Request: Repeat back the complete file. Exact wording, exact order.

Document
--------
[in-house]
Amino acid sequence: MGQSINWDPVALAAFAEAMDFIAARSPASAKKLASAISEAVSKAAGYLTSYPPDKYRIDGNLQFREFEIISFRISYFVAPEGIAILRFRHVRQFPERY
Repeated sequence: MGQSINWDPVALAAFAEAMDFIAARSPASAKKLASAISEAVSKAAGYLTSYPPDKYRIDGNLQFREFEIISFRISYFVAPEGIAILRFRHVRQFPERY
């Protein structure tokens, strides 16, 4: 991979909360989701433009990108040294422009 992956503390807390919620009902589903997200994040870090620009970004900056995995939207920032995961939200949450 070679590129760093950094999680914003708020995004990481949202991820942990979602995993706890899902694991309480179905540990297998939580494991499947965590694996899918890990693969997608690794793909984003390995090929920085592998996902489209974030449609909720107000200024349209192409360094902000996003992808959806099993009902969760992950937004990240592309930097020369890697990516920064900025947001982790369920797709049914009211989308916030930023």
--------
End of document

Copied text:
[in-house]
Amino acid sequence: MGQSINWDPVALAAFAEAMDFIAARSPASAKKLASAISEAVSKAAGYLTSYPPDKYRIDGNLQFREFEIISFRISYFVAPEGIAILRFRHVRQFPERY
Repeated sequence: MGQSINWDPVALAAFAEAMDFIAARSPASAKKLASAISEAVSKAAGYLTSYPPDKYRIDGNLQFREFEIISFRISYFVAPEGIAILRFRHVRQFPERY
């Protein structure tokens, strides 16, 4: 991979909360989701433009990108040294422009 992956503390807390919620009902589903997200994040870090620009970004900056995995939207920032995961939200949450 070679590129760093950094999680914003708020995004990481949202991820942990979602995993706890899902694991309480179905540990297998939580494991499947965590694996899918890990693969997608690794793909984003390995090929920085592998996902489209974030449609909720107000200024349209192409360094902000996003992808959806099993009902969760992950937004990240592309930097020369890697990516920064900025947001982790369920797709049914009211989308916030930023």